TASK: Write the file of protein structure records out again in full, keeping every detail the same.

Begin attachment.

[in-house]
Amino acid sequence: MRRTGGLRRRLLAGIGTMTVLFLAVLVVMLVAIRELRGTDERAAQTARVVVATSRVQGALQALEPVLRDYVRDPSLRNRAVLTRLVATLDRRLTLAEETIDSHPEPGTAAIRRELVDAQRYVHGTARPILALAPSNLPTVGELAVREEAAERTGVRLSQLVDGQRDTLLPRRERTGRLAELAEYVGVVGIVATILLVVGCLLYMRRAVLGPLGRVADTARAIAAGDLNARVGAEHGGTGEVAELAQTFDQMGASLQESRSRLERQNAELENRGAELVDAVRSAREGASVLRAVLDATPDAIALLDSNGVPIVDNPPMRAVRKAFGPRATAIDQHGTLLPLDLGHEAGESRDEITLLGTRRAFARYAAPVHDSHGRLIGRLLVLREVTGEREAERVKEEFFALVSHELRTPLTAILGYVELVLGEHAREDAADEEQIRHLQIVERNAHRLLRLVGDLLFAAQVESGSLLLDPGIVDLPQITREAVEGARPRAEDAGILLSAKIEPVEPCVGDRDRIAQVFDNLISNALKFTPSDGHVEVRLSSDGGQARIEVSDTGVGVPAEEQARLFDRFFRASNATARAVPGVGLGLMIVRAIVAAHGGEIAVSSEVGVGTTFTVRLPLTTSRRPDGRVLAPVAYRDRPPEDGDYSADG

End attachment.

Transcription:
[in-house]
Amino acid sequence: MRRTGGLRRRLLAGIGTMTVLFLAVLVVMLVAIRELRGTDERAAQTARVVVATSRVQGALQALEPVLRDYVRDPSLRNRAVLTRLVATLDRRLTLAEETIDSHPEPGTAAIRRELVDAQRYVHGTARPILALAPSNLPTVGELAVREEAAERTGVRLSQLVDGQRDTLLPRRERTGRLAELAEYVGVVGIVATILLVVGCLLYMRRAVLGPLGRVADTARAIAAGDLNARVGAEHGGTGEVAELAQTFDQMGASLQESRSRLERQNAELENRGAELVDAVRSAREGASVLRAVLDATPDAIALLDSNGVPIVDNPPMRAVRKAFGPRATAIDQHGTLLPLDLGHEAGESRDEITLLGTRRAFARYAAPVHDSHGRLIGRLLVLREVTGEREAERVKEEFFALVSHELRTPLTAILGYVELVLGEHAREDAADEEQIRHLQIVERNAHRLLRLVGDLLFAAQVESGSLLLDPGIVDLPQITREAVEGARPRAEDAGILLSAKIEPVEPCVGDRDRIAQVFDNLISNALKFTPSDGHVEVRLSSDGGQARIEVSDTGVGVPAEEQARLFDRFFRASNATARAVPGVGLGLMIVRAIVAAHGGEIAVSSEVGVGTTFTVRLPLTTSRRPDGRVLAPVAYRDRPPEDGDYSADG